Femme Friday: Lady Hilda Trelawney Hope
Lady Hilda Trelawney Hope, apparently the “most lovely woman in London” in addition to being one hell of a Secret Agent Super Spy, might not at first blush seem the perfect choice for a Femme Friday. After all, Lady Hilda steals the impolitic diplomatic letter left in her husband’s charge with apparently no greater trouble than if she had been rifling through his loose change to run down the corner store and pick up some cigarettes. She is one of two criminals in “The Second Stain,” she the thief and Eduardo Lucas the blackmailer who compels her to theft; but I would argue that she is one of the most formidable women in sixty tales, and in my headcanon, every month or so she goes out for three-martini lunches with the unnamed woman who turned Charles Augustus Milverton into Swiss cheese.
We meet her in high Watsonian fashion, with our good doctor waxing still more than usually poetic over Lady Hilda’s “subtle, delicate charm” and the “beautiful colouring of that exquisite head,” and her “queenly presence,” which was “tall, graceful, and intensely womanly.” (My new goal in life is for my presence to be “intensely womanly,” which I wonder quite how best to accomplish short of wearing my ovaries as epaulettes.) While Watson adjusts his trousers discreetly, Holmes treats his unexpected visitor with remarkable courtesy—no, he says, he cannot reveal the full import of her husband Trelawney Hope’s visit, but the missing material could well cause Hope’s political career, if not all of Europe, to go tits up.
Lady Hilda is sincere and persuasive; though terrified, she is poised and composed. She cleverly chooses the one chair in the room which will afford her privacy by lighting her from the back, and after Holmes gives his regretful denials, she neither berates him nor even disagrees with his principles. All told, it is a curious interview indeed for a noblewoman in desperate straits to carry on with a Bohemian hired detective, and both parties treat each other with considerable respect.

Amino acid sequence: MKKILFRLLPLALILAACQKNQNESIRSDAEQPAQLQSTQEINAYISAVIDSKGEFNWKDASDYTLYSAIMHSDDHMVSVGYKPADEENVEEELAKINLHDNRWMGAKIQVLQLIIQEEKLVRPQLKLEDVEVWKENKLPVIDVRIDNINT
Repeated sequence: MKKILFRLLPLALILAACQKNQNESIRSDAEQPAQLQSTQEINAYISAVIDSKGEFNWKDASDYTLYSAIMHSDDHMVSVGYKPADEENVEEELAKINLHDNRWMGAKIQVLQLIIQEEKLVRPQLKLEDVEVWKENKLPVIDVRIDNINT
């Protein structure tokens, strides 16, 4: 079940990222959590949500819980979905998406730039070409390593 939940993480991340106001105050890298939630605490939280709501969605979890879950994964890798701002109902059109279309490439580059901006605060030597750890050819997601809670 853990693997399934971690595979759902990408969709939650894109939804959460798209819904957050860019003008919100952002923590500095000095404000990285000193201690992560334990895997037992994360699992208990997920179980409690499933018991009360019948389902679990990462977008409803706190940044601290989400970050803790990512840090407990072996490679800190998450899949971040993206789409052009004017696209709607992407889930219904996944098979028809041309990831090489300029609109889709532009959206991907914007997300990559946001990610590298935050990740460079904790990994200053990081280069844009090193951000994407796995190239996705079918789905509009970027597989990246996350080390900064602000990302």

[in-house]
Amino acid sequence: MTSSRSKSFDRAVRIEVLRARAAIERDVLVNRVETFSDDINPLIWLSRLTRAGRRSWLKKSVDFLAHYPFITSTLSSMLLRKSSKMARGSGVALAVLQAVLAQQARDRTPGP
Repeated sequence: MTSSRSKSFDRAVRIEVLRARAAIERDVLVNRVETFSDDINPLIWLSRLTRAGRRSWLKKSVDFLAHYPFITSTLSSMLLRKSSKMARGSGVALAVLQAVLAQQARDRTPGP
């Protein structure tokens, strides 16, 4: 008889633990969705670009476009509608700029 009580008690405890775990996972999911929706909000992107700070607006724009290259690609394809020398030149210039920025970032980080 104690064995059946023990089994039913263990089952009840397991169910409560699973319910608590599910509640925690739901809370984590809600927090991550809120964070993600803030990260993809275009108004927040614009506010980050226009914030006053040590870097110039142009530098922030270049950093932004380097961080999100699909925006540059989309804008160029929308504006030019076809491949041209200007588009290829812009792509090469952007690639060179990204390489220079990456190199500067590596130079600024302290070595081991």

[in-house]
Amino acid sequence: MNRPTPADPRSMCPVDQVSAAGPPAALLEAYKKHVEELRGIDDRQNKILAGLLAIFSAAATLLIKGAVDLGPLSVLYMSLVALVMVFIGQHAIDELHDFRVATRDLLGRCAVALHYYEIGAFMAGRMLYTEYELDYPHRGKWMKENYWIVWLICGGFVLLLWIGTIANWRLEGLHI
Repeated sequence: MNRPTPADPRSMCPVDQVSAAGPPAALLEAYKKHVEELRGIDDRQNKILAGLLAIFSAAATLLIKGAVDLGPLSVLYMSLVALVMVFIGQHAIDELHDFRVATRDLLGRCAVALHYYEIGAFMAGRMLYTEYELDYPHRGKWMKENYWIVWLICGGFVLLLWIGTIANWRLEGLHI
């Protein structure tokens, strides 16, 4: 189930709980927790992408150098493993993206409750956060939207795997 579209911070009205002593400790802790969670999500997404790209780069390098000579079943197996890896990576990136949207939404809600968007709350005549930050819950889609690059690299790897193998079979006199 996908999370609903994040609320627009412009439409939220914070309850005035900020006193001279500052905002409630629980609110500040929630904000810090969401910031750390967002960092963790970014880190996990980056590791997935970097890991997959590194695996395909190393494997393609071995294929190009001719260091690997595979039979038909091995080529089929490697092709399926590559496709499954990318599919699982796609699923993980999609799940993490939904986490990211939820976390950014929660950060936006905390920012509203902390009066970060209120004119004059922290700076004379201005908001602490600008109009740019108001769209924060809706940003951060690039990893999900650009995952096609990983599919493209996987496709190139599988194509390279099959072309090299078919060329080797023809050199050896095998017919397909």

It is not until Holmes and Watson are invited to the murdered Eduardo Lucas’s crime scene by a delightfully warm Lestrade that we learn Lady Hilda is a full metal badass in combat boots. After being told that Trelawney Hope could be ruined, Lady Hilda—whose only thought was for her husband in the first place, as she was convinced the “foolish letter, a letter of an impulsive, loving girl” would be in her husband’s eyes “criminal” if revealed—promptly decides to don a disguise, create a secret identity as a typist with a taste for gore, and wheedle her way into the room where the letter was hidden. She next pretends to faint in front of the constable, thereby easily ridding herself of him, steals her own letter back, dusts her hands and mucks up the placement of the carpet, and is off home again before you can say “ninja.” One wonders where women of the peerage learn such sweet moves.
What troubles me most about this whole scenario is how obviously Lady Hilda loves her husband and how much she is willing to sacrifice for him when this Trelawney chappie is, let us be real here, kind of a power tool. First off, his name is “Trelawney.” Second, it’s certainly reasonable for a diplomat dealing with scads of sensitive information to neglect to confide in his wife high matters of state; but the way he completely dismisses her from that aspect of his life is disappointing to anyone who has ever watched “House of Cards.” Finally, Lady Hilda is so certain that he would reject her upon learning of her past that I feel confident in labeling him an asshat. Lady Hilda is being alternately ignored and abused by the men in this story, and despite the direness of her situation, she navigates all with intentions fully rooted in loyalty and love.
When Holmes confronts Lady Hilda about the theft, she rebuffs him completely—not once, but six times in a goddamn row. This is Sherlock Holmes we’re talking about here—you know, that fella whose orders are almost impossible to ignore? Fortunately, Lady Hilda at last decides to enlist Holmes’s help, seeing as Sherlock Holmes thinks about as highly of blackmailers as he does chigger bites. After Holmes arranges for the letter to magically reappear and this Trelawney sap scampers off like a rabbit to show it to the wife he just ordered out of the room, all is well again, and one supposes that this mental banana peel will never imagine his spouse has a knack for international espionage. As for Sherlock Holmes and Dr. Watson—they sure as hell is toasty know better.
Lyndsay Faye is the author of several novels, has been translated into 13 languages, but remains in love with English. You can find out more about them at lyndsayfaye.com & poke her on twitter @LyndsayFaye.
BSB Lyndsay, ASH “The Fascinating Daughter of a California Millionaire,” BSI “Kitty Winter.”